Valerie Bertinelli

The women in my life, my nonni and my mom. My mom had a wonderful risotto that I still haven’t perfected. She really makes a mean roast chicken. I mean, it was perfect every single time, and I still don’t know how she did it.

Robert Irvine

When I was growing up, it was everybody. You know, when you first start in the culinary world, it’s "take as much knowledge as you can from whoever is giving it, and disregard what you don’t want." When I came to the States, it became evident that there were some amazing chefs here. Roberto Donna was one of them. Michel Richard, Jeffrey Buben. All these all-star chefs, [like] Jean Georges, they’ve got something, and it’s called passion and a direction of food that [are] all different. Food never changes as an ingredient, but how we handle it and prepare it does. So, you know, mentors come in all forms. You know, it’s just not chefs. 

Ted Allen

It started with Martha Stewart. These days it's the judges that I'm lucky enough to work with on Chopped. It's people like Mario Batali. It's definitely Ina Garten. ... Ina is very much an example of the kind of cooking that I love, which is sort of almost an Italian idea — not a lot of ingredients, but very high-quality ingredients and food that almost anybody could cook but still food that's luxurious and special. So you spend a few extra dollars at the butcher for really good-quality stuff and get a nice cheese and a nice bottle of wine, and it's simple and it doesn’t require so much French-y, fancy technique.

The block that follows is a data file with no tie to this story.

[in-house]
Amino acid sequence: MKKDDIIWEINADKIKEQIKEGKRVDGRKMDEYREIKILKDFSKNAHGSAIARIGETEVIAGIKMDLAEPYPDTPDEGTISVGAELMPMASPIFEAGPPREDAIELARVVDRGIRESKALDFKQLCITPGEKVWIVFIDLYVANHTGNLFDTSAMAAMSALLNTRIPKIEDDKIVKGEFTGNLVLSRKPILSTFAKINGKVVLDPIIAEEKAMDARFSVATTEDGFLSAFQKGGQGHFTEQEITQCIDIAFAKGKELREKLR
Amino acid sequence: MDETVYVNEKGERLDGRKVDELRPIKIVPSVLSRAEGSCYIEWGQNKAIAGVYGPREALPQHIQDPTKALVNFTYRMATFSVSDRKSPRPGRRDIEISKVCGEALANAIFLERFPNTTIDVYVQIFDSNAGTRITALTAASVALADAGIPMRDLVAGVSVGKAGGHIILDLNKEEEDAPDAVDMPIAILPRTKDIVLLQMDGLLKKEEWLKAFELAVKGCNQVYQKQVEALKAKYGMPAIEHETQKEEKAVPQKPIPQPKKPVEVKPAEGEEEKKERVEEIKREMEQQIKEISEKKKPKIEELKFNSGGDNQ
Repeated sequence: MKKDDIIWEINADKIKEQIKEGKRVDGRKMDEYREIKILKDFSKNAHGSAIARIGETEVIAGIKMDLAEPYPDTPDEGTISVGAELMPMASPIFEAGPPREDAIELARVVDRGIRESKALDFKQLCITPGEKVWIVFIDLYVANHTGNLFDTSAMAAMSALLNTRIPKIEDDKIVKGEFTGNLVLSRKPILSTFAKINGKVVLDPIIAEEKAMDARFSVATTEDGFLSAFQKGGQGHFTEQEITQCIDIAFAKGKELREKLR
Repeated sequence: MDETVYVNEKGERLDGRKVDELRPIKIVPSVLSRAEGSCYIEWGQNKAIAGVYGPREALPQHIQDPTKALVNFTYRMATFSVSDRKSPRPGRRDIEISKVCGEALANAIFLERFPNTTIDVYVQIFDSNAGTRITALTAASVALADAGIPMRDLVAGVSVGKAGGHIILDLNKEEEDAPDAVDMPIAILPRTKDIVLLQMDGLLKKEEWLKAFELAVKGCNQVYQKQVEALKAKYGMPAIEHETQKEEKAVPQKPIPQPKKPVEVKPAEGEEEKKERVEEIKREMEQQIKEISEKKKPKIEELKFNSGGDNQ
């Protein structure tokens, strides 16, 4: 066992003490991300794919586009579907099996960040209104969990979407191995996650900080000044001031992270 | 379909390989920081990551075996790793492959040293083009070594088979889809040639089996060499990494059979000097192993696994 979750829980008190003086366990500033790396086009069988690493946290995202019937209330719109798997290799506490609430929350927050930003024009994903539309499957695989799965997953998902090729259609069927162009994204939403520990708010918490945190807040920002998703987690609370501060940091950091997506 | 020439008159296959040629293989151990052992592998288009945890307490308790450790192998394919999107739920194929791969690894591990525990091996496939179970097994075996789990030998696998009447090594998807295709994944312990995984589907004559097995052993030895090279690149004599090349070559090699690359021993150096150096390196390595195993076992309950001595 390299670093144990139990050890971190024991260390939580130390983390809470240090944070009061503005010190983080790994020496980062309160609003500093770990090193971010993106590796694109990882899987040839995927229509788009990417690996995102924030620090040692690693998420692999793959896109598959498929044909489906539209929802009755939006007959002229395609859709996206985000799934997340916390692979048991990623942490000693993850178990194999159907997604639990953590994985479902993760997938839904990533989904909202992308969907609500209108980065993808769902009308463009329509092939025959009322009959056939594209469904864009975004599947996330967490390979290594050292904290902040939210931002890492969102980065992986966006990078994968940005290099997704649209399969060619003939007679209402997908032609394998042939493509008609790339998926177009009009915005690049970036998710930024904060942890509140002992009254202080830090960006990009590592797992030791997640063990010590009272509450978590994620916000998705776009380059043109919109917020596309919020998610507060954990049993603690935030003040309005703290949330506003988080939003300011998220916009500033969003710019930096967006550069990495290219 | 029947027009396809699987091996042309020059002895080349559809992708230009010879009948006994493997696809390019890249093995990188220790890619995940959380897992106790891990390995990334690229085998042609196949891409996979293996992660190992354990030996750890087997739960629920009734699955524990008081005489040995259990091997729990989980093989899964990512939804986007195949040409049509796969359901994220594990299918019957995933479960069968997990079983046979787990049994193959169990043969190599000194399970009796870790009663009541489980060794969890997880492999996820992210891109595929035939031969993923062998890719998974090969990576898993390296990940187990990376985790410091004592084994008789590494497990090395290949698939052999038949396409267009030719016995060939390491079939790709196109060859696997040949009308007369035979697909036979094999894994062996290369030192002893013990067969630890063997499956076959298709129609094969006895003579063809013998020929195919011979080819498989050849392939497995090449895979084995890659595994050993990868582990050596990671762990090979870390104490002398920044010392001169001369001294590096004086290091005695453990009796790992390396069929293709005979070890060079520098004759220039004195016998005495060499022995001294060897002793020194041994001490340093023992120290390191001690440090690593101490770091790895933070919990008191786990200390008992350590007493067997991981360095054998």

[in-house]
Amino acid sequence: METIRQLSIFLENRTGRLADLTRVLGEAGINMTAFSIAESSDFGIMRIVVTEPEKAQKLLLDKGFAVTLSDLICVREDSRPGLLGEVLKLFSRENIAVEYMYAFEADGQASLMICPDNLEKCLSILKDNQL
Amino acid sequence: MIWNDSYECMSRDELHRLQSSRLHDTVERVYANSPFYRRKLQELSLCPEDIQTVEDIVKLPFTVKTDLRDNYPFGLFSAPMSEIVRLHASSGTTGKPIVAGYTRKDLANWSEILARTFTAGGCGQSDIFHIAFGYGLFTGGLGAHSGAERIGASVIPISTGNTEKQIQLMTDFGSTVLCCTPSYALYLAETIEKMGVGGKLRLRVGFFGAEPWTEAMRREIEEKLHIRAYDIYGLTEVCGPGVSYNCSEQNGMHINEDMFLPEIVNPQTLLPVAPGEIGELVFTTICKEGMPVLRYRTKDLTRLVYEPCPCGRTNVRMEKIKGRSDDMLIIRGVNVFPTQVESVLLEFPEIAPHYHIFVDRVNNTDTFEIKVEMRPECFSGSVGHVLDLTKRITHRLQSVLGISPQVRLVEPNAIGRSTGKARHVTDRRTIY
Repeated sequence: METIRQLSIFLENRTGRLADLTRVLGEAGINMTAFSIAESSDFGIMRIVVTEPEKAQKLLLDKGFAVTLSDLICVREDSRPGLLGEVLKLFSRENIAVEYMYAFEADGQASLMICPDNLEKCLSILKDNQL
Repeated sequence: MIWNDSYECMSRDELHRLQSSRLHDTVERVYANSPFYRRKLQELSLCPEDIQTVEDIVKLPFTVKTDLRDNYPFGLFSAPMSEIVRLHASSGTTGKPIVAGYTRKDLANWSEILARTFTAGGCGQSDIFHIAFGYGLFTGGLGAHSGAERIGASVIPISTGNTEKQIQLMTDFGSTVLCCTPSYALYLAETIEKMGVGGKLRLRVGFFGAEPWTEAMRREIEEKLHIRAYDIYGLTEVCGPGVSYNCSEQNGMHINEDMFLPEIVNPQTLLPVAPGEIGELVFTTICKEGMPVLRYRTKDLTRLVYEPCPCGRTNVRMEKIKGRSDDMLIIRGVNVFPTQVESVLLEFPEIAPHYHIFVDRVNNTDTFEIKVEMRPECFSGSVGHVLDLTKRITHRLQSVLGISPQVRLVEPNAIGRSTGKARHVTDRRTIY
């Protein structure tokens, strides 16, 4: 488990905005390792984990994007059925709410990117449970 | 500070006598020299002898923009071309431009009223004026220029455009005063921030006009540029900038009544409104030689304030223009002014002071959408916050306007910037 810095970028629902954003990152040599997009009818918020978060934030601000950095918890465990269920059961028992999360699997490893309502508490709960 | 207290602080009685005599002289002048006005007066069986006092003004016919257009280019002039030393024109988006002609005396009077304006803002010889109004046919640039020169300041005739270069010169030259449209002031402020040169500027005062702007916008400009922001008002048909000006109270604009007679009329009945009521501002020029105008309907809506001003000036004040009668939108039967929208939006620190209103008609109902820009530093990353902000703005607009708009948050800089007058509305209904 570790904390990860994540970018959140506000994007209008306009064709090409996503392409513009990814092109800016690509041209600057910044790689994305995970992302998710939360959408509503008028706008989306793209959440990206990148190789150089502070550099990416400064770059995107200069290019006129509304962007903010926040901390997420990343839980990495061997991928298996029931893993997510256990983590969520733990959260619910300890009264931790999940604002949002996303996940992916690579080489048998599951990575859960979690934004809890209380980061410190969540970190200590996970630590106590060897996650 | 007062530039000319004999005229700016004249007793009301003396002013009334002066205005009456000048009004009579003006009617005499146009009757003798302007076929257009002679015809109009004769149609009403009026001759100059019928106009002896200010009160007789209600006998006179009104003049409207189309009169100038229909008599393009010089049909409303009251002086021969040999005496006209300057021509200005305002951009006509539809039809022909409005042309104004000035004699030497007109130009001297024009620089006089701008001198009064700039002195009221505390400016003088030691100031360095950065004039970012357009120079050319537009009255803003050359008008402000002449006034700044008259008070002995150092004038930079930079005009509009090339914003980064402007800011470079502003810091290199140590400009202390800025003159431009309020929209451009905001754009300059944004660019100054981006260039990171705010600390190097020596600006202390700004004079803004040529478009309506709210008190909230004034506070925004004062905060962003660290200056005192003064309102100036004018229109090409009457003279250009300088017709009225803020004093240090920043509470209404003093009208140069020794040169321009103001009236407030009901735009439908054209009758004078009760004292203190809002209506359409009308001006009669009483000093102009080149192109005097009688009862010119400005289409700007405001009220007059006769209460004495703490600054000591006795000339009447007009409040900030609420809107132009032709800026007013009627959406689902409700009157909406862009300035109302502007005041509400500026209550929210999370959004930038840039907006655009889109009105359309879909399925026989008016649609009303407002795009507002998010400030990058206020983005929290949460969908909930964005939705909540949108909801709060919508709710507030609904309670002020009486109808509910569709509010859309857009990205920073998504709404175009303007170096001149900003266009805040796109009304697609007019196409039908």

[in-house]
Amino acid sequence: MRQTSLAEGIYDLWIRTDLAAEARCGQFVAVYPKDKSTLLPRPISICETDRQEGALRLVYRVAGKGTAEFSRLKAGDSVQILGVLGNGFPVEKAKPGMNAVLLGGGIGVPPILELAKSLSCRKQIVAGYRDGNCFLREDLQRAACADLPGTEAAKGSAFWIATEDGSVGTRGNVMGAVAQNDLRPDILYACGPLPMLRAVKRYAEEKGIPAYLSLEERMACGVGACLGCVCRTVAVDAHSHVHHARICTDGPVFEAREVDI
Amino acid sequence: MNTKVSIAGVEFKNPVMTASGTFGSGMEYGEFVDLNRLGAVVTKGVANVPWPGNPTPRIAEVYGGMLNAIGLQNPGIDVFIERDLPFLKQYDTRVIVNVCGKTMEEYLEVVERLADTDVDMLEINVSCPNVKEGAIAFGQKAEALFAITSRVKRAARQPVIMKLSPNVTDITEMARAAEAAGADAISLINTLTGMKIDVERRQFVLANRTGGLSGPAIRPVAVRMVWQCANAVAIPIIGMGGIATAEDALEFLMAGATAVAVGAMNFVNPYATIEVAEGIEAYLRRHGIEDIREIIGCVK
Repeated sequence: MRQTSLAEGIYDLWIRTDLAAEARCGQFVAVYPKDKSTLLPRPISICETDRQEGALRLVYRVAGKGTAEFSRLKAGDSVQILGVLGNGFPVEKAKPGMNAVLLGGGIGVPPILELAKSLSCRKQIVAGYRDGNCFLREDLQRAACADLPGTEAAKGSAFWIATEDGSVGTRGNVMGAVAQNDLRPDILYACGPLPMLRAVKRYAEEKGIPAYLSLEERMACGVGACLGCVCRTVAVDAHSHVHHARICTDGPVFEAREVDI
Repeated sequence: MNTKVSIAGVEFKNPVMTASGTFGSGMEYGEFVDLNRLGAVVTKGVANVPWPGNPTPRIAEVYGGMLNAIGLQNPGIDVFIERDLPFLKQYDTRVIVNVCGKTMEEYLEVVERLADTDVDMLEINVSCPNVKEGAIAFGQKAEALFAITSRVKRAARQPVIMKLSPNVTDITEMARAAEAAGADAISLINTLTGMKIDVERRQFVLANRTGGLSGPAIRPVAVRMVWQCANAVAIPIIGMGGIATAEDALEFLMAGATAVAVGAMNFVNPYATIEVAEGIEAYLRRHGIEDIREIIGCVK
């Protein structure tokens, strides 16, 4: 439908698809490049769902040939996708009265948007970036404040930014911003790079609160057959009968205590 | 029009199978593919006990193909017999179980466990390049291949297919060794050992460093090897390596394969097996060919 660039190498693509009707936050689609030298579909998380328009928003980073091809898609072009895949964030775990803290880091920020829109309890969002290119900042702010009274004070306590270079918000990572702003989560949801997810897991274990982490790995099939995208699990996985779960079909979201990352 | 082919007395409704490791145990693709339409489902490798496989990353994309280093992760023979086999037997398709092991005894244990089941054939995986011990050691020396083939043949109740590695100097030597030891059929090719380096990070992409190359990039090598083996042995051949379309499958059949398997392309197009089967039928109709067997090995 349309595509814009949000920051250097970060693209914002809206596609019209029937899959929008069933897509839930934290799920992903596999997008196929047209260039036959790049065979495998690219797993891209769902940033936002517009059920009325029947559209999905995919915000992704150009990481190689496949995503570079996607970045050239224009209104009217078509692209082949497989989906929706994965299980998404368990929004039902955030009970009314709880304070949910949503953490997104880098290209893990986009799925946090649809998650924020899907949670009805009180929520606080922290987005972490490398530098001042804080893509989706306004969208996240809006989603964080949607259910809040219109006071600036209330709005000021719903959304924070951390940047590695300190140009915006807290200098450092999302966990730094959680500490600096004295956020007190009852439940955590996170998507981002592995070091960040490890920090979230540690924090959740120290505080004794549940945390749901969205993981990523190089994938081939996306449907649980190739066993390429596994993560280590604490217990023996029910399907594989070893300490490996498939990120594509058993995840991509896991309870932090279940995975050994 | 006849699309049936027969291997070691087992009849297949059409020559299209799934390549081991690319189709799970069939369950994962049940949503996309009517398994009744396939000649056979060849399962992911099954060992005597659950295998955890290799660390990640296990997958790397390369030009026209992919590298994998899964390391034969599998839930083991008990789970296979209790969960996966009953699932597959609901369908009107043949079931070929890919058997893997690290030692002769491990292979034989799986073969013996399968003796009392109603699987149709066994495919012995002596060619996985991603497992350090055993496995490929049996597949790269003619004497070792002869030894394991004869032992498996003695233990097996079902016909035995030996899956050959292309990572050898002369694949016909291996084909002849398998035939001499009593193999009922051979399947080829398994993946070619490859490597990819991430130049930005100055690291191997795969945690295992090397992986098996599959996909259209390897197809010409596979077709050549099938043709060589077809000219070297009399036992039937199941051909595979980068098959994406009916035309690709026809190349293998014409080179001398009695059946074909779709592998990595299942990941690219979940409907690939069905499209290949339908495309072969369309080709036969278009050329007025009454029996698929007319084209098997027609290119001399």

Katie Lee

Bobby Flay has become a great mentor to me. He’s one of my very best friends and kind of like a big brother, and I always feel like I can go to him for any kind of advice. And whether it’s personal or professional, you know, I can ask him what he thinks of something that’s a bigger deal, or I can send him a text message and say, “Do you think adding some toasted almonds to this salad would make it better?” So he’s always there, and I’m very lucky to have him as a friend and a mentor.

Michael Symon

The chef that I’ve always looked up to and has helped mentor me and is now one of my dearest friends is Jonathan Waxman.

Sunny Anderson

My mom and my grandma.

Marcela Valladolid

I would have to say my Aunt Marcela. I think she and my grandfather.

Scott Conant

There's so many people. I take a lot from different people. Mario Batali — the guy's a legend, so it's not just what he does from the culinary side, but who he is on the charitable side as well. 

Curtis Stone

I worked for Marco Pierre White for eight years. And he was someone who I read about and looked up to, heard stories of from the other side of the world, and I literally traveled to England to go work for him — without the promise of the job, mind you. Marco was a huge mentor to me. My very first shift, Eniford Bach was his name, old German fellow — he’d hate that I called him old — he was a huge mentor to me at the Savoy. My mum was a really good mentor for me. She sort of had a really incredible work ethic and she cooked really nice food as well, separate to her profession. My granny.